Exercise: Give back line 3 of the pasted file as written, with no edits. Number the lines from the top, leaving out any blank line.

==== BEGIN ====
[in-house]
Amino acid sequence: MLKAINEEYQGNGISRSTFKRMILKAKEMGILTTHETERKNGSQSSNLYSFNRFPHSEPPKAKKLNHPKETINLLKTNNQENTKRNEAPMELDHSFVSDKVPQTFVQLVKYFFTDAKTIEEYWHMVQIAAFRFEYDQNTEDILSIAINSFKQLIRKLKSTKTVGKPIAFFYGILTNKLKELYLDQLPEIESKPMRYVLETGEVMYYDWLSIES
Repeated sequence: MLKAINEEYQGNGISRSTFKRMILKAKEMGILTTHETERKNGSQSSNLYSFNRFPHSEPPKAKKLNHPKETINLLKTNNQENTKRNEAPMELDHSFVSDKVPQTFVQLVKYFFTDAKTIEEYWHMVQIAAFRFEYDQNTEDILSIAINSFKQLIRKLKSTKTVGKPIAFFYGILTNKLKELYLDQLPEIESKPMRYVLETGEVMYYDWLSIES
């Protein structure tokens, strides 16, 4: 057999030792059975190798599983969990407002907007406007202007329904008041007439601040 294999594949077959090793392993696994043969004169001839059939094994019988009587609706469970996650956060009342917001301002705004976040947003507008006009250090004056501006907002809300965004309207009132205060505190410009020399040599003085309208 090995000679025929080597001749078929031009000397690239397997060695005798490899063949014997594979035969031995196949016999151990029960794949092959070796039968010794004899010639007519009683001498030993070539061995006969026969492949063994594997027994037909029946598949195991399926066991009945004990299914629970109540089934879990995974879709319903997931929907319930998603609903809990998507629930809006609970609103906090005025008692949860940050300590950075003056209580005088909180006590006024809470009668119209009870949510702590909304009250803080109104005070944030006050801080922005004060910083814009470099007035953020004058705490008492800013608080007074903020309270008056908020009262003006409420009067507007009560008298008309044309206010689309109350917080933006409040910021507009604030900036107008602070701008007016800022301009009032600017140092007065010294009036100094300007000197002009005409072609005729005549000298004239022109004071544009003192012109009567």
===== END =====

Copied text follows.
Repeated sequence: MLKAINEEYQGNGISRSTFKRMILKAKEMGILTTHETERKNGSQSSNLYSFNRFPHSEPPKAKKLNHPKETINLLKTNNQENTKRNEAPMELDHSFVSDKVPQTFVQLVKYFFTDAKTIEEYWHMVQIAAFRFEYDQNTEDILSIAINSFKQLIRKLKSTKTVGKPIAFFYGILTNKLKELYLDQLPEIESKPMRYVLETGEVMYYDWLSIES